with Custom Cabinets and Art Finishes
The Capehart cabinets were always of the
highest workmanship, with expensive woods and veneers, as
well as with detailed and intricate moldings and carvings.
The cabinet design was delivered by some of the leading
furniture manufacturers and designers, encompassing such
classical styles as Adam, Chippendale and Hepplewhite, but
also providing Art Deco and Streamline Moderne designs to
suit progressive tastes.
Standard Capehart 407
The most elaborate
design ever produced by Capehart was the CHATEAU 404
Capehart, an Adam style cabinet made from Koa wood with
intricate floral inlays in the player compartment doors.
For these reasons, it is rather uncommon to see a modified
Capehart, but some high-end furniture stores would offer
custom finishes for a stock Capehart model. Even more
sophisticated buyers had the Capehart components installed
in an existing or custom-made cabinet.
Capehart 400 with
a breathtaking custom cabinet
Automatic Electrola (1927) upgraded with a Capehart Changer,
Scott Radio, custom painting
Capehart 500 - The
"Painted Gypsy Funeral Wagon"
This unique example of a Capehart 500 was recently saved,
literally, from the wrecking ball.
Affectionately known to
collectors on the East Coast as the "Gypsy Wagon", this
extraordinary Capehart 500 was custom painted with rococo
motifs, and all flat panels on the cabinet were covered with
reverse-painted mirrors. Even the grille cloth was painted
with bucolic scenes.
For reasons unknown, a
number of post-World War II Capeharts turn up in Japanese/
Chinoiserie black lacquer finishes. These were usually
provided by the furniture store, or an independent artist.
Capehart 400N (1946)
with custom cabinet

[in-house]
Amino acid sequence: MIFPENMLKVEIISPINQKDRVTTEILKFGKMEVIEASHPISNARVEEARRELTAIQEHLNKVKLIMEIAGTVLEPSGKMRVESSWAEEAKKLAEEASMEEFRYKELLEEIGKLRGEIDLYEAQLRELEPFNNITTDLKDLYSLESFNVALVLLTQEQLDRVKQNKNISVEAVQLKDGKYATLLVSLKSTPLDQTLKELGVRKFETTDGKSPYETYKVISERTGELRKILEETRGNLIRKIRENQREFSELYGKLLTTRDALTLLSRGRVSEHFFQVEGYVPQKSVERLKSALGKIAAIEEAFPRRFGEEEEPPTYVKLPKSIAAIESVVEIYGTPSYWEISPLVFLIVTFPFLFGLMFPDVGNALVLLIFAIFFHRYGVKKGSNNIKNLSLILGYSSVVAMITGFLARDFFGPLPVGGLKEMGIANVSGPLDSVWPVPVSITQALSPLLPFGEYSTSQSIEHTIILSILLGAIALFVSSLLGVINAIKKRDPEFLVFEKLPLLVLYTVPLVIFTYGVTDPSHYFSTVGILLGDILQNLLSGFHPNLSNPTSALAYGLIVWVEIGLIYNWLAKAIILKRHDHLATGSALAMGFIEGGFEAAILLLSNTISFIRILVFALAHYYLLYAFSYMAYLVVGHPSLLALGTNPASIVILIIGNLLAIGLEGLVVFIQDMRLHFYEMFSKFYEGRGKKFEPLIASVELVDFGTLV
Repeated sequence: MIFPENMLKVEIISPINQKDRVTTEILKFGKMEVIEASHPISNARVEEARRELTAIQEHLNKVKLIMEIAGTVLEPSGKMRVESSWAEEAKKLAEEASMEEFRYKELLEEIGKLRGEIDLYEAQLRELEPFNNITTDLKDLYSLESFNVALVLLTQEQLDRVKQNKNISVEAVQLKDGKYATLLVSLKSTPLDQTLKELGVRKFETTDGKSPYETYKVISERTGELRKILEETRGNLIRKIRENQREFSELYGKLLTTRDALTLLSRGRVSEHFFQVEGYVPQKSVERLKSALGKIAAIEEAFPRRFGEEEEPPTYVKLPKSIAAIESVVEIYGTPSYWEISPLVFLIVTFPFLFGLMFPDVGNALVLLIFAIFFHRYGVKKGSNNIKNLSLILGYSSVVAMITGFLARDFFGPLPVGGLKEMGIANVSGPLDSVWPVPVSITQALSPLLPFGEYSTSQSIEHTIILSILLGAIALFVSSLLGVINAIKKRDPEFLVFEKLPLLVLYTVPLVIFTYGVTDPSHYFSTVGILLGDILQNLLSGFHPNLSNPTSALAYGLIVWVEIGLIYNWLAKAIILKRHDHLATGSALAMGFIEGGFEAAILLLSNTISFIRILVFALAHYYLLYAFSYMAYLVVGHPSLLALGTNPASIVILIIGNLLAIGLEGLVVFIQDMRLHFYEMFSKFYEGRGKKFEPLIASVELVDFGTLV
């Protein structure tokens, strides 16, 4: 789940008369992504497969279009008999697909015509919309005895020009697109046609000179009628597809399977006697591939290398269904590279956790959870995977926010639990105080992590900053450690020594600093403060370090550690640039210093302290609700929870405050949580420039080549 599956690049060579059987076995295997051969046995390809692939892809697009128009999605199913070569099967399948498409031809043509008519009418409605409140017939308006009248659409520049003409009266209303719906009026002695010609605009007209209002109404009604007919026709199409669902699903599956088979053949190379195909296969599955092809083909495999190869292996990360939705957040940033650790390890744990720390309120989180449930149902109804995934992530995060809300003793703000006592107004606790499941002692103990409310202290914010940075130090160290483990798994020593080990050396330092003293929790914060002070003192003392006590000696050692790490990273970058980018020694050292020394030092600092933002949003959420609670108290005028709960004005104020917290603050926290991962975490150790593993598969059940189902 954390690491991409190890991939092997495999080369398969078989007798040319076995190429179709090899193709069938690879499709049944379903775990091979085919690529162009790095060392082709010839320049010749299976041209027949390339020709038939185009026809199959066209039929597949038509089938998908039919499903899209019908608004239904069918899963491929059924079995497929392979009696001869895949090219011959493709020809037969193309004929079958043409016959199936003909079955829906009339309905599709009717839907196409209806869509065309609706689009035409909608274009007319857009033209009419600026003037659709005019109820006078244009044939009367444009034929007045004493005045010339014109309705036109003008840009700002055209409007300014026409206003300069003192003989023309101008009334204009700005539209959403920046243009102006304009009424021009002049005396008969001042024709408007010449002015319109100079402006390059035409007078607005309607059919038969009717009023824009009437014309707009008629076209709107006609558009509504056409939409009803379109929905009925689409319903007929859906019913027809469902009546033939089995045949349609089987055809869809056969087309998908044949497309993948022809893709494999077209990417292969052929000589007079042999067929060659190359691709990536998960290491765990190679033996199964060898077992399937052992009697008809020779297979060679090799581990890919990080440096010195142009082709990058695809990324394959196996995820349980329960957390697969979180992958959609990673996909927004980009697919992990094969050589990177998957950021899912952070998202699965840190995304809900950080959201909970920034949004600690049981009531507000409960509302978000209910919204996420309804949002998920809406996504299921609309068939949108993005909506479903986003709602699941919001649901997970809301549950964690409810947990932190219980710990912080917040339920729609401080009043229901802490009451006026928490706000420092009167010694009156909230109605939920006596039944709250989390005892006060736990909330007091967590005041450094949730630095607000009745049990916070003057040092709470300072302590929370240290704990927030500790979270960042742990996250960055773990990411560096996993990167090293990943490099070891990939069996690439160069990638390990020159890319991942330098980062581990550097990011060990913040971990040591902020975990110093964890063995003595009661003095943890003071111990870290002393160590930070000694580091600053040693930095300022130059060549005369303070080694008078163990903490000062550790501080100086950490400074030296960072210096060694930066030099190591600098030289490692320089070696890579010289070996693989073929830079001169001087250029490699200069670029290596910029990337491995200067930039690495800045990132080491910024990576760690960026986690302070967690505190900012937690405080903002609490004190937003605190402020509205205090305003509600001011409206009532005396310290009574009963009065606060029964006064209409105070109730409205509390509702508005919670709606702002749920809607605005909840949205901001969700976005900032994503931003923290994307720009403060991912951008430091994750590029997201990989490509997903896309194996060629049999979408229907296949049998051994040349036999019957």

(1946) with south-sea decorations
(1946) in custom Steinway Cabinet with Japanese Decorations
In 1946, Capehart had an
impasse in their cabinet manufacture.
For this reason, the piano manufacturer Steinway & Sons
designed and manufactured 50 custom Steinway cabinets for
the 406N Capehart in black piano lacquer. Only one of the
cabinets is known with Japanese decorations.
As always I am very
interested to hear from you.
Contact me at: sgimips1 "at" yahoo
And thanks so much to the excellent electronic restorer
Chuck, by whose gracious help I am able to publish these
ALSO: After having my 1946 Capehart for 2 years, I feel
like upgrading to a '48 model.
If you ever see a Capehart with a chrome tone arm and a
silver head shell on Ebay or in a local antiques store,
please send me an email. I will be eternally indebted to
Again my great
thanks to Chuck for his great help in creating these pages.
Pleases check out his other web pages with even more
fascinating early audio and TV tube electronics. One level
above this page, you can find more fascinating changers with
My thank also to Robert Baumbach who provided many
pictures, and many other people that always helped with
their advice and expertise to make these fascinating
machines run again as reliably and beautifully as the day
when they were bought.